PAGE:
New York (CNN) -- A possible al Qaeda threat against Wall Street banks prompted counter-terrorism officials to meet with security personnel at several financial institutions, a source told CNN Tuesday.
An English-language publication, Inspire, reportedly published by a group called al Qaeda in the Arabian Peninsula, suggested targeting "government-owned property, banks, (and) global corporations," said the source with knowledge of the meetings. "Private (U.S.) citizens should also be targeted," the magazine said, according to the source.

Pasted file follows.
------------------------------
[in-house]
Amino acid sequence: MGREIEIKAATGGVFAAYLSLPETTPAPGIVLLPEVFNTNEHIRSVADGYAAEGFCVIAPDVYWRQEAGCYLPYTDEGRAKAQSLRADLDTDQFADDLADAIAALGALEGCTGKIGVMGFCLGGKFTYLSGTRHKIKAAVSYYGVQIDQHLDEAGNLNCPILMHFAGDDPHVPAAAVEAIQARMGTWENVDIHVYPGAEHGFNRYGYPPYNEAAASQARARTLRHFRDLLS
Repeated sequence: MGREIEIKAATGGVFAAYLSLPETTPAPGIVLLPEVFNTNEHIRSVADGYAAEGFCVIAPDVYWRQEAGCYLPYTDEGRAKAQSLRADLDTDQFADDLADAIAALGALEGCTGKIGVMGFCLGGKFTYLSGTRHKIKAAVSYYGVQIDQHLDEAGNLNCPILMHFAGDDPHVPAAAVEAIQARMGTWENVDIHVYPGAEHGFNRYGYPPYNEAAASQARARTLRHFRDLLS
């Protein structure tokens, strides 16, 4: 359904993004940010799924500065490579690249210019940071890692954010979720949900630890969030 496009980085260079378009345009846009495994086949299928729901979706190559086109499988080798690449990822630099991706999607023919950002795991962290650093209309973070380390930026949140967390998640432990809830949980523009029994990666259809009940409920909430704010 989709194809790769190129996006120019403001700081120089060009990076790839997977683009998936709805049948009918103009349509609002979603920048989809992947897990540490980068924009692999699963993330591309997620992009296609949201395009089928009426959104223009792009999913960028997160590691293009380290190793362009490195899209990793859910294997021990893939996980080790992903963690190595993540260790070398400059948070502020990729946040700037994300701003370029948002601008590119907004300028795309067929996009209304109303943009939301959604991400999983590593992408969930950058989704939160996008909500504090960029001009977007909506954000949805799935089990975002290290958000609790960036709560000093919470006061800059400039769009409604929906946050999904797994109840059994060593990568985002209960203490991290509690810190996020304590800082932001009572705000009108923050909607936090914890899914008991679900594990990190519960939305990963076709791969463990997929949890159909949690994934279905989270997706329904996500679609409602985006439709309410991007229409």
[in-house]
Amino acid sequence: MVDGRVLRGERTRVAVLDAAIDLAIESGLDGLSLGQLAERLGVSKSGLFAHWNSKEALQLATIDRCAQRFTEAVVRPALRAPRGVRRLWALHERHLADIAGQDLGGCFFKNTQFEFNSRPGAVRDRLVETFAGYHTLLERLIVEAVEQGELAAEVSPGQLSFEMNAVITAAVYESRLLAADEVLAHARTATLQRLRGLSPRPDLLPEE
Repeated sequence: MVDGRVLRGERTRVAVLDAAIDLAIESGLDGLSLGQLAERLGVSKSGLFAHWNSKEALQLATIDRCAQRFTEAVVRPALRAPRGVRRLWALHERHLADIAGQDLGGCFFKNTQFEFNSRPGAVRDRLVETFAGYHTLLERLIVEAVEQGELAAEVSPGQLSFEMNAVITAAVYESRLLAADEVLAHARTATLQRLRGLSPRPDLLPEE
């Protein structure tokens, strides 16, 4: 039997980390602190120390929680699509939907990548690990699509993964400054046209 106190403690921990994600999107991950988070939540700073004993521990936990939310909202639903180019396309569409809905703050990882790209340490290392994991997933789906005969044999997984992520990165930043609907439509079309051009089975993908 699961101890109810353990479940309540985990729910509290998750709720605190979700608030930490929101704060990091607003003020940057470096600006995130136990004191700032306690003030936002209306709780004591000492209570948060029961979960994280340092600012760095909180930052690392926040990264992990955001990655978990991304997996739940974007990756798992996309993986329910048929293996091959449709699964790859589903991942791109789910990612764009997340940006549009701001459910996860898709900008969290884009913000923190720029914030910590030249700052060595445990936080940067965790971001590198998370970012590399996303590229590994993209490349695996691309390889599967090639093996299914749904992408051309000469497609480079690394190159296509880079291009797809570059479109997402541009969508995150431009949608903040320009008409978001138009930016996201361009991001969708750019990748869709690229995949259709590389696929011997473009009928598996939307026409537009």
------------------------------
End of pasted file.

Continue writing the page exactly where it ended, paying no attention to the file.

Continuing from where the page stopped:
The magazine prompted federal authorities to alert the banks in a process that's become relatively common since the September 11, 2001, attacks.
There were several briefings to accommodate multiple banks, the source said.
Citigroup Security and Investigative Services chief Joseph Petro said he sent a companywide e-mail to employees explaining the potential threat.
"We do not believe that this alleged plot posses any new significant threat to Citi or to our employees," he said in the statement. "Financial institutions have long been on alert for these types of plots and Citi has robust measures in place to protect the safety of our employees and customers."
Petro said his firm would continue to monitor threats.
Other financial institutions in New York, including Barclays, JP Morgan and Goldman Sachs, declined to comment.